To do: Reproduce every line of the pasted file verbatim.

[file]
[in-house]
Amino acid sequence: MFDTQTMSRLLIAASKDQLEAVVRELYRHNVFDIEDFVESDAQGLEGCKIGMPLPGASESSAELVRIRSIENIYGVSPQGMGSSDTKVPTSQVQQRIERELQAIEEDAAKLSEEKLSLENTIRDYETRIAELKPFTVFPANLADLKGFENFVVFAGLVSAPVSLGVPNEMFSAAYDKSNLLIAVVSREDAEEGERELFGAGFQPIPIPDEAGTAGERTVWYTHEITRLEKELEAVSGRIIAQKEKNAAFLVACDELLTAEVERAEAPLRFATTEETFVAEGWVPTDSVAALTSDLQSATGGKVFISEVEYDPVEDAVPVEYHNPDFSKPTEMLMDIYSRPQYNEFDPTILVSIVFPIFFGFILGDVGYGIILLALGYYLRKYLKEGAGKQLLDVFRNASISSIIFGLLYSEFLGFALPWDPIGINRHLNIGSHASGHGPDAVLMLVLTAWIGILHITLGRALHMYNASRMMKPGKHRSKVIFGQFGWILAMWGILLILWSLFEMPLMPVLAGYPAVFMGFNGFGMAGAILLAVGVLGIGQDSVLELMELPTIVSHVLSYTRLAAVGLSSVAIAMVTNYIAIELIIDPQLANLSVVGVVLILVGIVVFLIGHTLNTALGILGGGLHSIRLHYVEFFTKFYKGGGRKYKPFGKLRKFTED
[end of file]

[in-house]
Amino acid sequence: MFDTQTMSRLLIAASKDQLEAVVRELYRHNVFDIEDFVESDAQGLEGCKIGMPLPGASESSAELVRIRSIENIYGVSPQGMGSSDTKVPTSQVQQRIERELQAIEEDAAKLSEEKLSLENTIRDYETRIAELKPFTVFPANLADLKGFENFVVFAGLVSAPVSLGVPNEMFSAAYDKSNLLIAVVSREDAEEGERELFGAGFQPIPIPDEAGTAGERTVWYTHEITRLEKELEAVSGRIIAQKEKNAAFLVACDELLTAEVERAEAPLRFATTEETFVAEGWVPTDSVAALTSDLQSATGGKVFISEVEYDPVEDAVPVEYHNPDFSKPTEMLMDIYSRPQYNEFDPTILVSIVFPIFFGFILGDVGYGIILLALGYYLRKYLKEGAGKQLLDVFRNASISSIIFGLLYSEFLGFALPWDPIGINRHLNIGSHASGHGPDAVLMLVLTAWIGILHITLGRALHMYNASRMMKPGKHRSKVIFGQFGWILAMWGILLILWSLFEMPLMPVLAGYPAVFMGFNGFGMAGAILLAVGVLGIGQDSVLELMELPTIVSHVLSYTRLAAVGLSSVAIAMVTNYIAIELIIDPQLANLSVVGVVLILVGIVVFLIGHTLNTALGILGGGLHSIRLHYVEFFTKFYKGGGRKYKPFGKLRKFTED